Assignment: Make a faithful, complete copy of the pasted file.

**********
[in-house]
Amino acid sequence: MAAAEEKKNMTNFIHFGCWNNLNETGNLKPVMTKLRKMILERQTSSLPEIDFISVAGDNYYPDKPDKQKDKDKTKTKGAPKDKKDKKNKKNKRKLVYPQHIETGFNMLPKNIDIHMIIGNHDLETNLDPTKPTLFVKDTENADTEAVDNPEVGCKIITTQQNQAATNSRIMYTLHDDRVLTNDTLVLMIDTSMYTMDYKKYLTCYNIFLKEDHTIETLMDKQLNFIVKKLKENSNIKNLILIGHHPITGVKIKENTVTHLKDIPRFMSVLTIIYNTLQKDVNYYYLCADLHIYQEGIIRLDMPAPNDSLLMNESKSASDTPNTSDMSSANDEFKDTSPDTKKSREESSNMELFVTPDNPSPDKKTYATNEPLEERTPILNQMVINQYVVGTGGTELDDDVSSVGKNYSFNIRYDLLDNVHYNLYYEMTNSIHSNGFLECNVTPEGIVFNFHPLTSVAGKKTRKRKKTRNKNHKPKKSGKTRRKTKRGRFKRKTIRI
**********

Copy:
[in-house]
Amino acid sequence: MAAAEEKKNMTNFIHFGCWNNLNETGNLKPVMTKLRKMILERQTSSLPEIDFISVAGDNYYPDKPDKQKDKDKTKTKGAPKDKKDKKNKKNKRKLVYPQHIETGFNMLPKNIDIHMIIGNHDLETNLDPTKPTLFVKDTENADTEAVDNPEVGCKIITTQQNQAATNSRIMYTLHDDRVLTNDTLVLMIDTSMYTMDYKKYLTCYNIFLKEDHTIETLMDKQLNFIVKKLKENSNIKNLILIGHHPITGVKIKENTVTHLKDIPRFMSVLTIIYNTLQKDVNYYYLCADLHIYQEGIIRLDMPAPNDSLLMNESKSASDTPNTSDMSSANDEFKDTSPDTKKSREESSNMELFVTPDNPSPDKKTYATNEPLEERTPILNQMVINQYVVGTGGTELDDDVSSVGKNYSFNIRYDLLDNVHYNLYYEMTNSIHSNGFLECNVTPEGIVFNFHPLTSVAGKKTRKRKKTRNKNHKPKKSGKTRRKTKRGRFKRKTIRI